The first issue, the architecture of a Linux-based (or another OS based) system is solved by the RSoC Framework. The RSoC Framework provides an FPGA bridge with DMAs and drivers. So, the user application just utilizes the API and leaves the “how” question up to the framework.
One of the biggest flow of the Xilinx Zynq (well, the ARMv7 architectures in general) is the lack of a cache-coherent interconnect for peripherals. I call it simply I/O coherency. The common x86-based computers with the PCI bridges do not have to solve this issue as the I/O coherency is included in the PCI bridge. On the ARMv7-based chips, the I/O coherency is to be solved explicitly by software. The Linux Kernel provides its DMA API for this purpose. However, you need to perform system calls to use them. Another possibility is to use uncached bufferers which leads to slow processing of the data.
The RSoC Framework provides two kinds of APIs to the (Linux) userspace: standard I/O and zero-copy I/O. The standard I/O is based on the common
write(2) functions. Thus, every data transferred is copied between FPGA and a kernelspace buffer and between the kernelspace buffer and a userspace buffer. To avoid userspace-kernelspace copy, the zero-copy I/O API can be used. It utilizes the
write(2) system calls to transfer information about the completed buffers (much less of data copying) and the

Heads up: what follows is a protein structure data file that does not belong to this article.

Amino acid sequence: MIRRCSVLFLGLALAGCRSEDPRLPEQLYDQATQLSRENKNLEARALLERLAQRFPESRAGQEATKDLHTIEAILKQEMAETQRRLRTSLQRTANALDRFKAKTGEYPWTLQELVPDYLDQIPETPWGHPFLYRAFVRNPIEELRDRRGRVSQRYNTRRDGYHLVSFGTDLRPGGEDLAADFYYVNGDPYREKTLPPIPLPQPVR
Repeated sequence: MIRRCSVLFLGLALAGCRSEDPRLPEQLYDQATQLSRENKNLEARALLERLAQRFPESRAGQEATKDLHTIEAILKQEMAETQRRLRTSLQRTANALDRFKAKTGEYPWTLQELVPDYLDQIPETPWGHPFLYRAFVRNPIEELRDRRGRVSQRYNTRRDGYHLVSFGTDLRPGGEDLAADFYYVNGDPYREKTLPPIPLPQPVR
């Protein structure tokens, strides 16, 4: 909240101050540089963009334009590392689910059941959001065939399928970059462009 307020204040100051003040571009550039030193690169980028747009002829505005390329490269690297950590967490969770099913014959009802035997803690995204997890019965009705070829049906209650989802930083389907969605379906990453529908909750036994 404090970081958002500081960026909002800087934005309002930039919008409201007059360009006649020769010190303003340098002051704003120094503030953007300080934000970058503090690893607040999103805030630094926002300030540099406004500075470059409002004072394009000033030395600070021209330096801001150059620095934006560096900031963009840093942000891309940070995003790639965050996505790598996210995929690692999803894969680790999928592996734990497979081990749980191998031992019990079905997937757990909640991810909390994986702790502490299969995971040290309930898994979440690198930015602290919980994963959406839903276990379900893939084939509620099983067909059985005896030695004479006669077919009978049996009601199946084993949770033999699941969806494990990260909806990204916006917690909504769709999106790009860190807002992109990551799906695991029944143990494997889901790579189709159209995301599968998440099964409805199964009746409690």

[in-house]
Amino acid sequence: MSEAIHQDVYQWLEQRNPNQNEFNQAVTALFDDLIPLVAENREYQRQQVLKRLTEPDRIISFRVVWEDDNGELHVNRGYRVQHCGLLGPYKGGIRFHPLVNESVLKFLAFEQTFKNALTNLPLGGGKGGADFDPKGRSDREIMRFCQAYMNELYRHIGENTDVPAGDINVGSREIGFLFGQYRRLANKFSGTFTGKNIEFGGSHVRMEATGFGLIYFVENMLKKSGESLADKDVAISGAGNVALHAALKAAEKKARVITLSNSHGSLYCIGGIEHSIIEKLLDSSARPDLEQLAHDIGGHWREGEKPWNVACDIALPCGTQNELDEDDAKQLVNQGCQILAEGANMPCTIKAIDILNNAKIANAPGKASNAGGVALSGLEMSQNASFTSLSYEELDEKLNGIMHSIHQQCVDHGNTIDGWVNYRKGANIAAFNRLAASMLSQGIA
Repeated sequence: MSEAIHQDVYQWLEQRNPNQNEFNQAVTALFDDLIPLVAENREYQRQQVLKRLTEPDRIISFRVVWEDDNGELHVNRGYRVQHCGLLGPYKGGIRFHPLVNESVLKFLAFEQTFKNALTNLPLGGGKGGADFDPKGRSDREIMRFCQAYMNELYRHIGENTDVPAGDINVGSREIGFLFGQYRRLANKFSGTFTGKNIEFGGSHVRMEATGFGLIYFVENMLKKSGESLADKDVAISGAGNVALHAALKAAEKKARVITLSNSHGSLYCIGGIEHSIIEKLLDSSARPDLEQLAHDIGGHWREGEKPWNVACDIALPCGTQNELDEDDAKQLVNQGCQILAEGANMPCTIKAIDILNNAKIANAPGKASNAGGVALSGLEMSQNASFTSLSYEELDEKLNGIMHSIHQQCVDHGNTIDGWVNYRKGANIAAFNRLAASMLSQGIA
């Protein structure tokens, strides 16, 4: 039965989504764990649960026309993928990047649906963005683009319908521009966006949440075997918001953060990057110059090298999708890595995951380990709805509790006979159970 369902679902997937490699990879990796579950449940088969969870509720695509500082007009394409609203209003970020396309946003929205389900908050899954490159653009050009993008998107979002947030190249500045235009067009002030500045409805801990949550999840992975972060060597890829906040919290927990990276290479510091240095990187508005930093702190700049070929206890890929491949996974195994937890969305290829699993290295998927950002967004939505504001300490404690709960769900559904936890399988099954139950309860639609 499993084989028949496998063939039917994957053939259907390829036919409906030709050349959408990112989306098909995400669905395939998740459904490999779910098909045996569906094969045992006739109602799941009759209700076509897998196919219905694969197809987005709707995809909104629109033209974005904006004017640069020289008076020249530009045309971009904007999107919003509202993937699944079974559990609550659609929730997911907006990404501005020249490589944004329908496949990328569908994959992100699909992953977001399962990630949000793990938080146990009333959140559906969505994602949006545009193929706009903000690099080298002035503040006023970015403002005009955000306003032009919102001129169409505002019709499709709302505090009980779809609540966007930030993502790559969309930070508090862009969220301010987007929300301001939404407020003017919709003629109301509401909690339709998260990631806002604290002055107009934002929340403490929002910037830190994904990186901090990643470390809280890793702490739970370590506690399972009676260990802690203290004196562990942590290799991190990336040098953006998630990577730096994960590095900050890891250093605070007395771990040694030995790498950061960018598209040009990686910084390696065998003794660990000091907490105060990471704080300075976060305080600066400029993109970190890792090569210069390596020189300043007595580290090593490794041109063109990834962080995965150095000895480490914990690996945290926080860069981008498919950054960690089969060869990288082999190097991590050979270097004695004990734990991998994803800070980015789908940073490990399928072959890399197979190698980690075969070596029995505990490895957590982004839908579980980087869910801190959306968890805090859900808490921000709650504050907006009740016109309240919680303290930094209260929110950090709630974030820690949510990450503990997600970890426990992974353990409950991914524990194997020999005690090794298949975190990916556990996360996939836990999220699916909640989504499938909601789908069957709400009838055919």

mmap(2) system call to access the actual DMA buffers.
Let’s have a look at the following statistics based on measurements of the RSoC Framework throughput on the Xilinx Zynq. It shows how the Zynq behaves with certain buffer and DMA ring sizes. Moreover, it demonstrates the high overhead of the explicit I/O coherency issued by the ARM cores.
Zero-copy I/O with explicit cache control
You can see quite pure performance with the explicit cache-coherency control even with the zero-copy approach. Remember, the HP interface’s theoretical throughput is 1200 MB/s!
Zero-copy I/O without cache control
Well, 694 MB/s is much better. However, you need to have large buffers in the DMA ring and uncached buffers. These properties are not always drawbacks. But most applications cannot go with this approach. Alternatively, it is possible to utilize the ACP. But ACP cannot solve all the issues as it influences the Processing System cache performance and shares the DRAM bandwith with the MPCore.
We are happy to announce a great synergy between the RSoC Framework and DPDK. The RSoC Framework is a system providing various (high-performance or low-latency) data transfers with respect to the underlying architecture which is usually a CPU with an FPGA. The DPDK is a set of libraries and userspace drivers providing very fast access to the network cards. This allows to process the network traffic at a very high packet rate.